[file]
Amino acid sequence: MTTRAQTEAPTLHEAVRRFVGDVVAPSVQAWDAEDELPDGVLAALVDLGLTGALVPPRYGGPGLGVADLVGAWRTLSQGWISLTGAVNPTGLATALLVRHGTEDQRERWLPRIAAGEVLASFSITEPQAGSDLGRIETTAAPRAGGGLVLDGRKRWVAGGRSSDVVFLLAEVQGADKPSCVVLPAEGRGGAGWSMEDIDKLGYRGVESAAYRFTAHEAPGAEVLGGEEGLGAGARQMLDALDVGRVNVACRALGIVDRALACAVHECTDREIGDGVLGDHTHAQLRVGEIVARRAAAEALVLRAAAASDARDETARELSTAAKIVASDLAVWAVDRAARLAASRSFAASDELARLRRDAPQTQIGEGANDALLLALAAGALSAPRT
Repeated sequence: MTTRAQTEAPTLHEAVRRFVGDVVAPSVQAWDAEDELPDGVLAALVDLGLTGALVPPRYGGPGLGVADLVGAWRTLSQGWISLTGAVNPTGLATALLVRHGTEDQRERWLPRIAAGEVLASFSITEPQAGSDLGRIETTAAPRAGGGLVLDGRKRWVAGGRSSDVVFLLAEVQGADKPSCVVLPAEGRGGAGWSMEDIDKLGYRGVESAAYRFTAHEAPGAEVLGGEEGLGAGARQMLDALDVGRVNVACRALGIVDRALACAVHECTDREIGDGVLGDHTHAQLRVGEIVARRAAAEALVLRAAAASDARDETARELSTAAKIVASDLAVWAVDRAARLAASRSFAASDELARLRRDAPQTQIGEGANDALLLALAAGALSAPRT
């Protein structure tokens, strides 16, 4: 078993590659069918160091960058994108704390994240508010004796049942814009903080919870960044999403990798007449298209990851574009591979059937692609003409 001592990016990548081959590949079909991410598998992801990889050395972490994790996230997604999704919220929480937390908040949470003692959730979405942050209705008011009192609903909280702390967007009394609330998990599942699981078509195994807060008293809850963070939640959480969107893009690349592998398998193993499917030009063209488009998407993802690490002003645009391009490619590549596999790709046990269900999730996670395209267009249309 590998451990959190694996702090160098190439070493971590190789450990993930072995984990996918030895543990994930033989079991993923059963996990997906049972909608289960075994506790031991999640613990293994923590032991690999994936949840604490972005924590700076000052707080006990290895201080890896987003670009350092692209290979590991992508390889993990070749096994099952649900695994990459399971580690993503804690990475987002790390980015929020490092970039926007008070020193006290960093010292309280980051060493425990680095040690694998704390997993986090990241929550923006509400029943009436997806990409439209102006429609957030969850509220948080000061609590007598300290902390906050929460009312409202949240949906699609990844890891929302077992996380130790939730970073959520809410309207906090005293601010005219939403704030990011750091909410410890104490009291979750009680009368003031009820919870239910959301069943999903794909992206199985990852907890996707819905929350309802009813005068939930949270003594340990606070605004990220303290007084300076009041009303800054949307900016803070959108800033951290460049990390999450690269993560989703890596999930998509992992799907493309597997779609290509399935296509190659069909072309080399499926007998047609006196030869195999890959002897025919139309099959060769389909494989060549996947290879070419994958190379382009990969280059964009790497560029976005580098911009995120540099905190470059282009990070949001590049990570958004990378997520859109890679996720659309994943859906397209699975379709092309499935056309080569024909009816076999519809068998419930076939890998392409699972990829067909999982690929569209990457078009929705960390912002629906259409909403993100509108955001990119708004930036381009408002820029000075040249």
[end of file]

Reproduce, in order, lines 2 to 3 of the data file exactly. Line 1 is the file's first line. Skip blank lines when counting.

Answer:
Repeated sequence: MTTRAQTEAPTLHEAVRRFVGDVVAPSVQAWDAEDELPDGVLAALVDLGLTGALVPPRYGGPGLGVADLVGAWRTLSQGWISLTGAVNPTGLATALLVRHGTEDQRERWLPRIAAGEVLASFSITEPQAGSDLGRIETTAAPRAGGGLVLDGRKRWVAGGRSSDVVFLLAEVQGADKPSCVVLPAEGRGGAGWSMEDIDKLGYRGVESAAYRFTAHEAPGAEVLGGEEGLGAGARQMLDALDVGRVNVACRALGIVDRALACAVHECTDREIGDGVLGDHTHAQLRVGEIVARRAAAEALVLRAAAASDARDETARELSTAAKIVASDLAVWAVDRAARLAASRSFAASDELARLRRDAPQTQIGEGANDALLLALAAGALSAPRT
């Protein structure tokens, strides 16, 4: 078993590659069918160091960058994108704390994240508010004796049942814009903080919870960044999403990798007449298209990851574009591979059937692609003409 001592990016990548081959590949079909991410598998992801990889050395972490994790996230997604999704919220929480937390908040949470003692959730979405942050209705008011009192609903909280702390967007009394609330998990599942699981078509195994807060008293809850963070939640959480969107893009690349592998398998193993499917030009063209488009998407993802690490002003645009391009490619590549596999790709046990269900999730996670395209267009249309 590998451990959190694996702090160098190439070493971590190789450990993930072995984990996918030895543990994930033989079991993923059963996990997906049972909608289960075994506790031991999640613990293994923590032991690999994936949840604490972005924590700076000052707080006990290895201080890896987003670009350092692209290979590991992508390889993990070749096994099952649900695994990459399971580690993503804690990475987002790390980015929020490092970039926007008070020193006290960093010292309280980051060493425990680095040690694998704390997993986090990241929550923006509400029943009436997806990409439209102006429609957030969850509220948080000061609590007598300290902390906050929460009312409202949240949906699609990844890891929302077992996380130790939730970073959520809410309207906090005293601010005219939403704030990011750091909410410890104490009291979750009680009368003031009820919870239910959301069943999903794909992206199985990852907890996707819905929350309802009813005068939930949270003594340990606070605004990220303290007084300076009041009303800054949307900016803070959108800033951290460049990390999450690269993560989703890596999930998509992992799907493309597997779609290509399935296509190659069909072309080399499926007998047609006196030869195999890959002897025919139309099959060769389909494989060549996947290879070419994958190379382009990969280059964009790497560029976005580098911009995120540099905190470059282009990070949001590049990570958004990378997520859109890679996720659309994943859906397209699975379709092309499935056309080569024909009816076999519809068998419930076939890998392409699972990829067909999982690929569209990457078009929705960390912002629906259409909403993100509108955001990119708004930036381009408002820029000075040249």